I see what is unfolding and I cannot help but feel great sorrow.  My scream of anguish, though silent, can no longer be inward.  I am in mourning.  I grieve all that has been and will be lost.  And I will place a black wreath upon my door and wear a black cloth around my arm for all the world to see, not because I am brave, but because I simply cannot grieve in silence anymore.

Kenn Orphan  2016


28 thoughts on “Grieving in Silence

  1. First, please stop taking the blood pressure medicine. Develop a dietary and exercise methodology that will make it unnecessary. I suggest going to regular yoga classes. As it has done for me, it will better your health and your mental fortitude. Then, do carry on.

    Now that I’ve said that… I’m 47 years old. I’ve seen the world change, I was horribly depressed when I was in my early 20s, and I’m vascillating now between climate despair and the quiet need to carry on. I have 2 children, I love the people I know as well… we do need to carry on, and in whatever way possible lay the groundwork for the future, even if there is a strong chance that future will be an uninhabitable, out of control climate… We often forget that our ancestors also faced uncertainty whether their efforts would leave the world any better. As the best of them did, we also should do, and be faithful that no matter what, we try.

    Sio, my only comfort is the land I tend where I don’t mow the grass, where I let the trees grow, and where I encourage the animals to live. It’s only a handful of acres, if I could care for more, I would.

    Please keep at this struggle, your eloquence inspires others.

    Namaste

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  2. RE: Comment from “Lucifer.” Your comment has been deemed inappropriate for this site by the administrators and will be removed. Please refer to the Guidelines section for further information regarding this issue.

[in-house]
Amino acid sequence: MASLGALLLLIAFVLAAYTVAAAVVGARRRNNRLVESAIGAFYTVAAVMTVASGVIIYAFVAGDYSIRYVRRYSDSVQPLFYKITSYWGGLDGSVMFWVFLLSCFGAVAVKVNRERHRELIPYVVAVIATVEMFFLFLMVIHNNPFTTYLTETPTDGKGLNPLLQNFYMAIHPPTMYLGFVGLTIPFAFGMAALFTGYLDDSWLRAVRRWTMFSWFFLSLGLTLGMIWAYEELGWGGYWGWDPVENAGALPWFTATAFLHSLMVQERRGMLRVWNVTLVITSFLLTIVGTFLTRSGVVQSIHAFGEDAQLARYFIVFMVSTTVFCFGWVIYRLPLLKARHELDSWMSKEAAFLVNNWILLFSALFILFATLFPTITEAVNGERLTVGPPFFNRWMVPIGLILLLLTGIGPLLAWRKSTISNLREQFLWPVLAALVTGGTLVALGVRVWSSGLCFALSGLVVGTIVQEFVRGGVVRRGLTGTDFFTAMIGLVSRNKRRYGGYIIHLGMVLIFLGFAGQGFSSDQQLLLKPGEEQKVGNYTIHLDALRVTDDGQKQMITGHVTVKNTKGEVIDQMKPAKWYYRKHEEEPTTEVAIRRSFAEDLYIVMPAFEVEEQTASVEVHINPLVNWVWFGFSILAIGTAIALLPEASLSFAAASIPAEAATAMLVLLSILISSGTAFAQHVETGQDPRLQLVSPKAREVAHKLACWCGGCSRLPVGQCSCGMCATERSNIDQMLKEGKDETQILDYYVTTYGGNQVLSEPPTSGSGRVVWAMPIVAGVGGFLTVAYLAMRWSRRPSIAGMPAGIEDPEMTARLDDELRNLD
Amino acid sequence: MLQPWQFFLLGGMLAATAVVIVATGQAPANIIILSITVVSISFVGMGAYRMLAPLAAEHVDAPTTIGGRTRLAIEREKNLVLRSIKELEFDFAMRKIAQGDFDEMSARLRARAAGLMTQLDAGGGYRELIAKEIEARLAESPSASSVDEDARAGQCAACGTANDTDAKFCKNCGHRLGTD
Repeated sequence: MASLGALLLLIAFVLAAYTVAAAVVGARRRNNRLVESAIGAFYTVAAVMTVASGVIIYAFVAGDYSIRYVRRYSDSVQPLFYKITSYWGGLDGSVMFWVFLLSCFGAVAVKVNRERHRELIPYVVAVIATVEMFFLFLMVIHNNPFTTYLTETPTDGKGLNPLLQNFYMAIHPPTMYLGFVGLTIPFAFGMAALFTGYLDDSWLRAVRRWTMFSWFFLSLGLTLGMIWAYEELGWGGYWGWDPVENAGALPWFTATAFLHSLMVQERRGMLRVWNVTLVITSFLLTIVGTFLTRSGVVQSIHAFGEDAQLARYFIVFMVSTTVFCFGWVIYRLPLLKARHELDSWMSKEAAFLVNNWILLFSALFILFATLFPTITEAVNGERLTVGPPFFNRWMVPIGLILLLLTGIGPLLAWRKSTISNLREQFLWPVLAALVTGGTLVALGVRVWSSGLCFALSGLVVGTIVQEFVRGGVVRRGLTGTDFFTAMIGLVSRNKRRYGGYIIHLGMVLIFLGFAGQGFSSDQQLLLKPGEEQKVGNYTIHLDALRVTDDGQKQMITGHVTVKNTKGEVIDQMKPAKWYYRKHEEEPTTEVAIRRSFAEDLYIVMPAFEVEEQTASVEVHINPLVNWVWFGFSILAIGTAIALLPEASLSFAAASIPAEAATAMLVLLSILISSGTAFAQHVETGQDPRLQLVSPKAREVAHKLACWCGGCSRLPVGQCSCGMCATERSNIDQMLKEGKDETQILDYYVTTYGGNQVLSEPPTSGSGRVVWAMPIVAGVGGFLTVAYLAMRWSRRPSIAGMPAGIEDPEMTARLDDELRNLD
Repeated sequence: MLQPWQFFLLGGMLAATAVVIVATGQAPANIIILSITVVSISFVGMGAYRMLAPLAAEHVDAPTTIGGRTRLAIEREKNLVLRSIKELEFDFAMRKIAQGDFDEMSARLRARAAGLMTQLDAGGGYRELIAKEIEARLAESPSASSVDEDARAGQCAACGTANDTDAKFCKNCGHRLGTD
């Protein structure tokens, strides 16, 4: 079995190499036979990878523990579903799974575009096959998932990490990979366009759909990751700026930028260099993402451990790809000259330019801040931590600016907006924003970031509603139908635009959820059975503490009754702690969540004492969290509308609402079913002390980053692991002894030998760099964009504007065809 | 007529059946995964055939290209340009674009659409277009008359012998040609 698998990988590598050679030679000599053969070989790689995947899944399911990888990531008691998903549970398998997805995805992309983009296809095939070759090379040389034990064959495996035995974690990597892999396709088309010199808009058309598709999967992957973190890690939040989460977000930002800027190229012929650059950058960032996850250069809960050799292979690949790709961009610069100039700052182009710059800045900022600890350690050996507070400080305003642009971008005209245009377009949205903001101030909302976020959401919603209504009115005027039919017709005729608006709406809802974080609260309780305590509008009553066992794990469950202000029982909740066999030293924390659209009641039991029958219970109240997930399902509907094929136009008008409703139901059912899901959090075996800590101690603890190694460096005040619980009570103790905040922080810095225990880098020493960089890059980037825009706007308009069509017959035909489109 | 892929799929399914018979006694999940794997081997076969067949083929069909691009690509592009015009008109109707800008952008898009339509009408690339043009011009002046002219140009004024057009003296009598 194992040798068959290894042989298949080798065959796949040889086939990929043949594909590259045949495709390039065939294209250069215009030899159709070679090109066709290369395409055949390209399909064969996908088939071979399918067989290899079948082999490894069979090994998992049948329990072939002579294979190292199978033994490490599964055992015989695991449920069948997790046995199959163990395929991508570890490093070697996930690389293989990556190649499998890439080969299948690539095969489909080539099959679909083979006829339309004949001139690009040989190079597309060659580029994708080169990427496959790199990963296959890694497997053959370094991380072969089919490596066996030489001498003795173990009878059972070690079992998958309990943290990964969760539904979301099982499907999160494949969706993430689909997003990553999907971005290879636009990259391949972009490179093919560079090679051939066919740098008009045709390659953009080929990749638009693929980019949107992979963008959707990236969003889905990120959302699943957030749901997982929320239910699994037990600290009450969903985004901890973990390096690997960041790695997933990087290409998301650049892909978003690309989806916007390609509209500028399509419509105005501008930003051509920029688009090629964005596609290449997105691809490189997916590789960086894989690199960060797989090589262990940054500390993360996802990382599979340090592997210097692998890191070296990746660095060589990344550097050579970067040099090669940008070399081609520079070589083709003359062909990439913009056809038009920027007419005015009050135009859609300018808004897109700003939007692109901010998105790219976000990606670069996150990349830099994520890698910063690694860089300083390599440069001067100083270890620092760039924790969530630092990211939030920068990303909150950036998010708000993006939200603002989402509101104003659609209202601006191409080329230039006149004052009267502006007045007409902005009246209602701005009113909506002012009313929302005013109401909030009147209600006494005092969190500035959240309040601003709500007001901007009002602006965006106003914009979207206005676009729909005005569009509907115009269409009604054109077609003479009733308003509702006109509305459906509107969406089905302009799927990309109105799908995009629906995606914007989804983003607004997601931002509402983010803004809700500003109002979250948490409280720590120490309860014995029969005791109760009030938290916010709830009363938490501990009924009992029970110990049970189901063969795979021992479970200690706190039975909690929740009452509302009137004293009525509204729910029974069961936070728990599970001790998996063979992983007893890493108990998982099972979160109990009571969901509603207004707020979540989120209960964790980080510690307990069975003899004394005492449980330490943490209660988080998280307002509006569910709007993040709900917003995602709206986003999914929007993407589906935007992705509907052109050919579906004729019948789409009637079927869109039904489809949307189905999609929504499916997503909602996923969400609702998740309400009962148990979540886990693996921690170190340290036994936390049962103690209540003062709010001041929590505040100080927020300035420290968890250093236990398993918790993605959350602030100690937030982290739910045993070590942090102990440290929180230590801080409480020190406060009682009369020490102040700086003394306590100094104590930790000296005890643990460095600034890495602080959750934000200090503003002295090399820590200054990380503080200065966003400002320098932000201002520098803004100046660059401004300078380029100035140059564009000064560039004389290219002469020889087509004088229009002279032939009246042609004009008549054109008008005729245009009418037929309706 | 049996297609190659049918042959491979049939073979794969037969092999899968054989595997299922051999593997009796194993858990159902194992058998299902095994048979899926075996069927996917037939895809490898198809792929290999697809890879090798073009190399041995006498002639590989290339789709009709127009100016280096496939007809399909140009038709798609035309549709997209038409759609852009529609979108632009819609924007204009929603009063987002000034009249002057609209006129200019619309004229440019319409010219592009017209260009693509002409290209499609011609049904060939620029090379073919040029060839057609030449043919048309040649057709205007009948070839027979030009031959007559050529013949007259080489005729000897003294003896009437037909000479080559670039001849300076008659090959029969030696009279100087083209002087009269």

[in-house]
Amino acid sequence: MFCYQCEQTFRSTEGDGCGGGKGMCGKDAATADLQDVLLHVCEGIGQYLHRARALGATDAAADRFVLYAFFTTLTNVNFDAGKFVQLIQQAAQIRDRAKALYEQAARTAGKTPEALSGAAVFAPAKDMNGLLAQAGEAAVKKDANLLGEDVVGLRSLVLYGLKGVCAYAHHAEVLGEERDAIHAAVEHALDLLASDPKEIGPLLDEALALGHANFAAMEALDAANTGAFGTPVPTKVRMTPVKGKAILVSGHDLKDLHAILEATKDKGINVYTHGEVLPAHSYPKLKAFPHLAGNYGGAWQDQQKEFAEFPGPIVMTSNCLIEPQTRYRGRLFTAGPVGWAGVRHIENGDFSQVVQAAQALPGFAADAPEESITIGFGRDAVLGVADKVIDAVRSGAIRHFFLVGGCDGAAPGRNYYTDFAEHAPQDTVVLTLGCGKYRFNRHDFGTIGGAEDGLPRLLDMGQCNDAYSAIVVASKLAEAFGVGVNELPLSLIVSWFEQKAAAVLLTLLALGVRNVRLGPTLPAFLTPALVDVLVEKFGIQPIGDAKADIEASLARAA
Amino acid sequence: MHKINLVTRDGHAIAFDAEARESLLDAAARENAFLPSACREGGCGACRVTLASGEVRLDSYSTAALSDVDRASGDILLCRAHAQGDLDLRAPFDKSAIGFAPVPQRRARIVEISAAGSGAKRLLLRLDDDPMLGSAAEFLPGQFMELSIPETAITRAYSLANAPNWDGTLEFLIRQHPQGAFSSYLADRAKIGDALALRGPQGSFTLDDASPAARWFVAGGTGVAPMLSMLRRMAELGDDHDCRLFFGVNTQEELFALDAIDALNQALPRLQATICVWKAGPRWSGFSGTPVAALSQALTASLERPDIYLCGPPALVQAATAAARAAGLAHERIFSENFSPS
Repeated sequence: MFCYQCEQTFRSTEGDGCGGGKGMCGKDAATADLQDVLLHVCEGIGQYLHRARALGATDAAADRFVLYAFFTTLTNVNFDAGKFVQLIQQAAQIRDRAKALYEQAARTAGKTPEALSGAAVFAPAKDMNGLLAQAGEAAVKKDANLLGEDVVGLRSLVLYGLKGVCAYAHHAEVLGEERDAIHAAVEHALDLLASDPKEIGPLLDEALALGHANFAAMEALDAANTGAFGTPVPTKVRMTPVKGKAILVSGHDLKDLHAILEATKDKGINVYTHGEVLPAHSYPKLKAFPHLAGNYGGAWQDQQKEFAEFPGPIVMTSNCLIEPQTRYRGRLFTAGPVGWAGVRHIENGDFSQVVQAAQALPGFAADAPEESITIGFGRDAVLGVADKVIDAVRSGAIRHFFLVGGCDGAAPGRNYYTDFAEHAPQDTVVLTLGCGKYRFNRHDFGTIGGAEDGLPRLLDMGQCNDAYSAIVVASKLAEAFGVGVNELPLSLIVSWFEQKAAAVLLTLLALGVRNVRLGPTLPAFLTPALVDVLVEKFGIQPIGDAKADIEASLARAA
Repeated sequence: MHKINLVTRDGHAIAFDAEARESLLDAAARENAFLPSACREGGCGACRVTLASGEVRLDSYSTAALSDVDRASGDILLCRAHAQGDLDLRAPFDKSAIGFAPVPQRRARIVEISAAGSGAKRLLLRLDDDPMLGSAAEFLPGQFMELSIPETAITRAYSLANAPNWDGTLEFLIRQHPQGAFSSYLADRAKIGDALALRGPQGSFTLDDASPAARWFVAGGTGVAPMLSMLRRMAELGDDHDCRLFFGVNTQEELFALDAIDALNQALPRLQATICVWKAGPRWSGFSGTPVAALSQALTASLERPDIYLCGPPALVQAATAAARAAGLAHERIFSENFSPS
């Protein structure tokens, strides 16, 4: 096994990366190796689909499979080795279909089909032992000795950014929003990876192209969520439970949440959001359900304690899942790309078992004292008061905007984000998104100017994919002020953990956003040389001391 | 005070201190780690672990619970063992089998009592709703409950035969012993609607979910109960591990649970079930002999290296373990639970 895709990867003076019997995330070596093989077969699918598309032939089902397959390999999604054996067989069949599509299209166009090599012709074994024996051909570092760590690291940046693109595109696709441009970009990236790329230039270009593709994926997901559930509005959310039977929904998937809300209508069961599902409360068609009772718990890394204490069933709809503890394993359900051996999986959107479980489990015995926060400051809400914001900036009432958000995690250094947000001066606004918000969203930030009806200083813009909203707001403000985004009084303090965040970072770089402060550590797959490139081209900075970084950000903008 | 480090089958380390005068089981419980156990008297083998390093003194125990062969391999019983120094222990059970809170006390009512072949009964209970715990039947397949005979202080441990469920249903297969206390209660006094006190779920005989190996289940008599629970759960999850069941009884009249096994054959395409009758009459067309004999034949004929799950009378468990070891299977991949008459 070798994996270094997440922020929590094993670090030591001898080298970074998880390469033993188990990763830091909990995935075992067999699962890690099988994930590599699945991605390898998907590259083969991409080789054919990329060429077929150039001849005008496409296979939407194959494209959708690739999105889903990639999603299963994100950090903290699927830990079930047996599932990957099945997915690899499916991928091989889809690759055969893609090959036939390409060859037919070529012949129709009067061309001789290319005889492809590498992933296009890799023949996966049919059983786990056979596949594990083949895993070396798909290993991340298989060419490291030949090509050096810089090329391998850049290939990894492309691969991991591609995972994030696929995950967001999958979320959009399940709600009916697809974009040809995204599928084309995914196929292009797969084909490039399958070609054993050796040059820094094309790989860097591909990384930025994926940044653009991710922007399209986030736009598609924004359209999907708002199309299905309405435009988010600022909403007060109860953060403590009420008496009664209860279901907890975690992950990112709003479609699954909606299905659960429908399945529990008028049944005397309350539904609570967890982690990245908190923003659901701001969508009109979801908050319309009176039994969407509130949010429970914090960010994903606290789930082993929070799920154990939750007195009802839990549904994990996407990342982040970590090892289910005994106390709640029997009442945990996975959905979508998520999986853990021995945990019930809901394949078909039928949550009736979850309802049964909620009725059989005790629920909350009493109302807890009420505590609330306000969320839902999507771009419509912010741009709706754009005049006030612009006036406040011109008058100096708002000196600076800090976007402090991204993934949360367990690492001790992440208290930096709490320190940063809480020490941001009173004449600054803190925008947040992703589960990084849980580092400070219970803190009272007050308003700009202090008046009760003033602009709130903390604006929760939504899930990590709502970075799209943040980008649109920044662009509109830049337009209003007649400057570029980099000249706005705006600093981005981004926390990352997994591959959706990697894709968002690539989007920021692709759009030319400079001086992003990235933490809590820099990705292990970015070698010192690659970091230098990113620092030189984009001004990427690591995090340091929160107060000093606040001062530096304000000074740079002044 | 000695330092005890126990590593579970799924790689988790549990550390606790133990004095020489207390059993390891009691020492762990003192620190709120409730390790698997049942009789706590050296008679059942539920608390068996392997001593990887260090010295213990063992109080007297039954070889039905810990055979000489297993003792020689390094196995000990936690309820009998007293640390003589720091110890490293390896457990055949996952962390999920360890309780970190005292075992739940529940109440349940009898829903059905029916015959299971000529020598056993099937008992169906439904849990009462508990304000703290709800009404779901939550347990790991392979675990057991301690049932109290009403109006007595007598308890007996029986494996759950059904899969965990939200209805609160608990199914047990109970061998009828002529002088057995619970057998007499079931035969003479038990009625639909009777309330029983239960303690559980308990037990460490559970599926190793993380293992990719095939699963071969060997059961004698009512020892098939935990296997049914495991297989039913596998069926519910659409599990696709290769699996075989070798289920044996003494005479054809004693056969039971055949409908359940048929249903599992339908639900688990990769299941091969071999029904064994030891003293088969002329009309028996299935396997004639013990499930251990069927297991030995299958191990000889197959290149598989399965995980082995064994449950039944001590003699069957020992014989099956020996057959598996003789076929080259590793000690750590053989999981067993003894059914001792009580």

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  3. Stephen Hawking believes the world will be destroyed by greed and stupidity. I give you CEOs. They pollute our oceans, foul our air, sever our mountain tops, frack, develop our lands, burn our forests, cause wars, own governments, the media, create terrorists, give us most cancers, many diseases, their companies are considered people in court despite having the money and power to defeat real people. They warm the planet and are slowly but surely depleting clean water supplies and ocean and atmospheric oxygen levels. As for stupidity, we just need to look in the mirror. We are fighting the wrong terrorists.

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  4. Beautifully written Ken. Thank you for sharing your heartfelt words which echo my own. I recently came across a similar essay from a woman named Deb Ozarko who shares your sentiments. Ironically, you both released your pieces around the same time. If it calls to you, part one of her essay is at this link http://www.debozarko.com/letting-go/ and the entire essay can be found here http://www.debozarko.com/wp-content/uploads/2016/06/LettingGo.pdf